So if you are looking to boost your career as a Project Coordinator, be sure to get them.
Project coordinators typically have a bachelor’s degree in project management, business, or a related field. After obtaining a position as a project coordinator, many coordinators advance their careers by obtaining a Master’s degree or certification in project management.
Career Path for Project Coordinators
They typically advance in their careers by taking on larger and more complex projects so they can also move into higher-level management positions, such as project managers or program managers.
Project Coordinator vs Project Manager Salaries
A project coordinator assists the project manager with day-to-day tasks and ensures that the project stays on track. A project manager, on the other hand, is responsible for the project’s overall success.
The terms “project coordinator” and “project manager” are often used interchangeably, but there is a subtle difference between the two roles.
A company’s organizational structure will typically dictate who has authority and what role each person plays.
- The coordinator and project manager may be the same in a small company.
- A larger company typically has a distinct hierarchy with clear roles and responsibilities.
- The organizational structure will also decide if the role is full-time or part-time.
In some cases, the coordinator may be a full-time position, while in others, they may only be needed on a part-time basis. The size of the company and the scope of the project will also play a role in determining the coordinator’s role.
So if you’re wondering whether you should be a project coordinator or a project manager, the answer depends on your specific skills and experience.
If you have experience managing projects, then you may be better suited for the role of project manager. But if you’re new to the world of project management, then you may want to start out as a project coordinator.
Project Coordinator vs Project expeditor
The Project Coordinator is responsible for ensuring that the project is completed on time and within budget. They work closely with the project manager to develop a project plan and schedule, and they coordinate the project team’s efforts.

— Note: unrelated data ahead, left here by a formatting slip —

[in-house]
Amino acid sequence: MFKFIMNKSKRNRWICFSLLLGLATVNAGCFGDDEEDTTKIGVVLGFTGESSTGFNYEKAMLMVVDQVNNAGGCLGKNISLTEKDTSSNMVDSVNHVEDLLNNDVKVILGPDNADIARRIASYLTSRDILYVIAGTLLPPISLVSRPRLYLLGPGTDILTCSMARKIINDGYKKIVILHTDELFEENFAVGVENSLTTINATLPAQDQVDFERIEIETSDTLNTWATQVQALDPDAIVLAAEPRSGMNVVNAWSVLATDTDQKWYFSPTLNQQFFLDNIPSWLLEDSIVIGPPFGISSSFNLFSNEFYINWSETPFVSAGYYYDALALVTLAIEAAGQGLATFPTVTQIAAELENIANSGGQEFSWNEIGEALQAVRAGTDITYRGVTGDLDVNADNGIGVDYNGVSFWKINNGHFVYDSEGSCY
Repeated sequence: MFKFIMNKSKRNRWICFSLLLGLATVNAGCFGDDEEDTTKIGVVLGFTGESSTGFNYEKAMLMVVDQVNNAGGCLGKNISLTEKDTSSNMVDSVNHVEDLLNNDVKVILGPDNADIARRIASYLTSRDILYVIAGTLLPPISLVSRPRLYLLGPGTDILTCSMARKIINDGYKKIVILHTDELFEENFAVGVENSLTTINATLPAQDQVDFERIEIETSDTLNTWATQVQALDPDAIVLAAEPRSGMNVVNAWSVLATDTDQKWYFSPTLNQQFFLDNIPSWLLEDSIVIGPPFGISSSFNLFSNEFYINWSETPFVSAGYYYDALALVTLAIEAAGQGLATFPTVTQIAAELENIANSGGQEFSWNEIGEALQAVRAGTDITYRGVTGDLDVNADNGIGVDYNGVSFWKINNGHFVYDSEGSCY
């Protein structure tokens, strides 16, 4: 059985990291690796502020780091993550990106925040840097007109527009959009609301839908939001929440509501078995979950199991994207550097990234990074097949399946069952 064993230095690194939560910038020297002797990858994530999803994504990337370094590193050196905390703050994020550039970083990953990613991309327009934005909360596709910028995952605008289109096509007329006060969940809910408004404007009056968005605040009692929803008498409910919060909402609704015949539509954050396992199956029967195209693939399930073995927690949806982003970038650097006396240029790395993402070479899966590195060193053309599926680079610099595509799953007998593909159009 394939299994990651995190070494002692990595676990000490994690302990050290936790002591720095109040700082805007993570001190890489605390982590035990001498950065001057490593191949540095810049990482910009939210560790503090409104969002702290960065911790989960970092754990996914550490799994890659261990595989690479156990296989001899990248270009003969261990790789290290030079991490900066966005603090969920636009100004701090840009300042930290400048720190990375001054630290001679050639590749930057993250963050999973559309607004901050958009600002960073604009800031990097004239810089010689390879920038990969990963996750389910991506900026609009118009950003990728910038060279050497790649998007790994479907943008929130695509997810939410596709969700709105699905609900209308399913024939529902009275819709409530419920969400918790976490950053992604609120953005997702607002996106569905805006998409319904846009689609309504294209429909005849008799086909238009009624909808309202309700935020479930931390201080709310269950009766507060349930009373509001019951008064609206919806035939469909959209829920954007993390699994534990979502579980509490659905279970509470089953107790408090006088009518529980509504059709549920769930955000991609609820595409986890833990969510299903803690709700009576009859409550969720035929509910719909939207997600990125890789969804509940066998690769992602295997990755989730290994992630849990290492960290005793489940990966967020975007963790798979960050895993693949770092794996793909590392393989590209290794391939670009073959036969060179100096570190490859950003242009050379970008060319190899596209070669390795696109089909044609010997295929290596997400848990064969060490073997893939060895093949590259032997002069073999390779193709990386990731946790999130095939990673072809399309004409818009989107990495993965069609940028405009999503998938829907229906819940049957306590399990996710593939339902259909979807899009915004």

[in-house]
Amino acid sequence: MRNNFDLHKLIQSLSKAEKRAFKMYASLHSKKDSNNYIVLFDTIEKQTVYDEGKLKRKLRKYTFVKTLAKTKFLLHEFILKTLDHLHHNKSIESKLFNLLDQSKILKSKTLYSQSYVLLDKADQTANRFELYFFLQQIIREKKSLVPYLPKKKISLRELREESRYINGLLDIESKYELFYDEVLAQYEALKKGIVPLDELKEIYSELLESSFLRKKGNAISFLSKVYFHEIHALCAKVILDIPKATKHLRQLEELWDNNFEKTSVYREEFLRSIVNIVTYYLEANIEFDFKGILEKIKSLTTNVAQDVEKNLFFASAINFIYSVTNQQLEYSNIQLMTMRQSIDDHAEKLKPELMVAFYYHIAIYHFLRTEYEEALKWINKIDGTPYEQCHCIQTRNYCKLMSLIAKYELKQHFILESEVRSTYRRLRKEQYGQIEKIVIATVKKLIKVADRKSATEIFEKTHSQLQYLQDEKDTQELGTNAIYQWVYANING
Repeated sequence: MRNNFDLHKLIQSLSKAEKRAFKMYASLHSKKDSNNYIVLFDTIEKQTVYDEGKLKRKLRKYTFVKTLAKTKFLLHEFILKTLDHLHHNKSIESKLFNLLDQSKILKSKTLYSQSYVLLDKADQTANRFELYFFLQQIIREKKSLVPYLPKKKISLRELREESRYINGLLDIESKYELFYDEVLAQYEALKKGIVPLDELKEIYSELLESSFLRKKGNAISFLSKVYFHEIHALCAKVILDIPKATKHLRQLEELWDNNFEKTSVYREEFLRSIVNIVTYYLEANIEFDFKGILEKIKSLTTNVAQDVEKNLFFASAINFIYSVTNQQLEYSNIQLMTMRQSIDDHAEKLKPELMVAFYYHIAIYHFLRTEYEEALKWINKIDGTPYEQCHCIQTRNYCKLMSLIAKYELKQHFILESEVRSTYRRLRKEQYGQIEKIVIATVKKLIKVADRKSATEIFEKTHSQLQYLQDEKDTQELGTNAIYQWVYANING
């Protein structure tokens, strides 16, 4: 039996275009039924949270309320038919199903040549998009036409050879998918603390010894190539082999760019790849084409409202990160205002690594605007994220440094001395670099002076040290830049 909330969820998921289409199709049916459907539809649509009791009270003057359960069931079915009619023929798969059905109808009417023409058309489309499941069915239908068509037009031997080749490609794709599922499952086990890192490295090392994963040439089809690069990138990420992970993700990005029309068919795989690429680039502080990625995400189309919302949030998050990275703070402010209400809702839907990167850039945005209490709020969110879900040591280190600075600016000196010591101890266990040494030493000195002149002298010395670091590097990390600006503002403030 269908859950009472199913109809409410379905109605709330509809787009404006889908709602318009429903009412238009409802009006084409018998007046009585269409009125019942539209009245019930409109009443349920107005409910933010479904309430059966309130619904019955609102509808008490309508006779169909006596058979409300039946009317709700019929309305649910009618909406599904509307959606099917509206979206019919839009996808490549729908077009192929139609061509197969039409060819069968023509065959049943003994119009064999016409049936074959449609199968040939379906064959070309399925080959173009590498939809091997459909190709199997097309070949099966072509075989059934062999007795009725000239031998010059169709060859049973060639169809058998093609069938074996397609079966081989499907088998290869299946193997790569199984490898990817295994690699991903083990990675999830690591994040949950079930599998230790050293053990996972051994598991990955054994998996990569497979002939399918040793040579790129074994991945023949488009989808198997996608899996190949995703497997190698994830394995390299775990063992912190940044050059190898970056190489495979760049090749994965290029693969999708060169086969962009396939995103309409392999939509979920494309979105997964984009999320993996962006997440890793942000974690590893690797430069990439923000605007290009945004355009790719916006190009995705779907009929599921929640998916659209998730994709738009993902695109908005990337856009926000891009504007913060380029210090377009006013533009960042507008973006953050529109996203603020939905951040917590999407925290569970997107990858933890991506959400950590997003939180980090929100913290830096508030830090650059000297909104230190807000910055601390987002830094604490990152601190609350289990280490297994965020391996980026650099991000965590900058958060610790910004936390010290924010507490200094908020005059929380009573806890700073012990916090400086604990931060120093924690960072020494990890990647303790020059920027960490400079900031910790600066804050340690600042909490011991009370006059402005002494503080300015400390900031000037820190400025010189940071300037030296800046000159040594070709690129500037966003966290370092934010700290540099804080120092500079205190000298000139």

On the other hand, the Project Expeditor is responsible for ensuring that the project materials are delivered on time. They work closely with the project coordinator to develop a delivery schedule and coordinate the project suppliers’ efforts.
The key difference between the two is the authority to make decisions. The project expeditor has no authority to make decisions. However, the coordinator has limited authority to make decisions.
Project Coordinator Salary Guide by Country
As with any profession, the expected project coordinator salary will vary depending on experience, education, and location:
Certifications to Become Project Coordinator
The benefits of getting certified include improving your job prospects, increasing your salary, and gaining access to a larger network of professionals.
There are many different types of certifications available for project coordinators. Some of the most popular certifications include:
- Project Management Professional (PMP) certification
- Certified Associate in Project Management (CAPM) certification
According to PMI.org, each of these certifications has different requirements and benefits. For example:
PMP Certification Requirements
- A four-year degree
- 36 months leading projects
- 35 hours of project management education/training or CAPM® Certification
- A high school diploma or an associate’s degree (global equivalent)
- 60 months leading projects
- 35 hours of project management education/training or CAPM® Certification
CAPM Certification Requirements
- Secondary degree
- High school diploma
- Associate’s degree or the global equivalent
- 23 hours of project management education completed by the time you sit for the exam.
PMI-ACP certification Requirements
- Secondary degree
- 21 contact hours of training in agile practices
- 12 months of general project experience within the last 5 years
- 8 months of agile project experience within the last 3 year
If you are interested in pursuing a career in project management, getting certified is a great way to get started.
What is a Project Coordinator in a nutshell?
A professional who helps to ensure that a project is completed on time, by working with a project manager and is responsible for tasks such as scheduling, budgeting, and resource allocation
Is it a good career to be a Project Coordinator?
Yes. According to PMI.org, it is estimated that by 2027, employers will need nearly 88 million individuals in project management-oriented roles, with high growth potential.
What are the day-to-day tasks?
If you are planning to become a project coordinator, you will be responsible for planning, executing, and monitoring project activities to ensure that project objectives are met.
What is the difference between a Project Coordinator and a Project Manager?
A project coordinator is responsible for assisting the project manager with day-to-day tasks and ensuring that the project stays on track. A project manager, on the other hand, is responsible for the overall success of the project.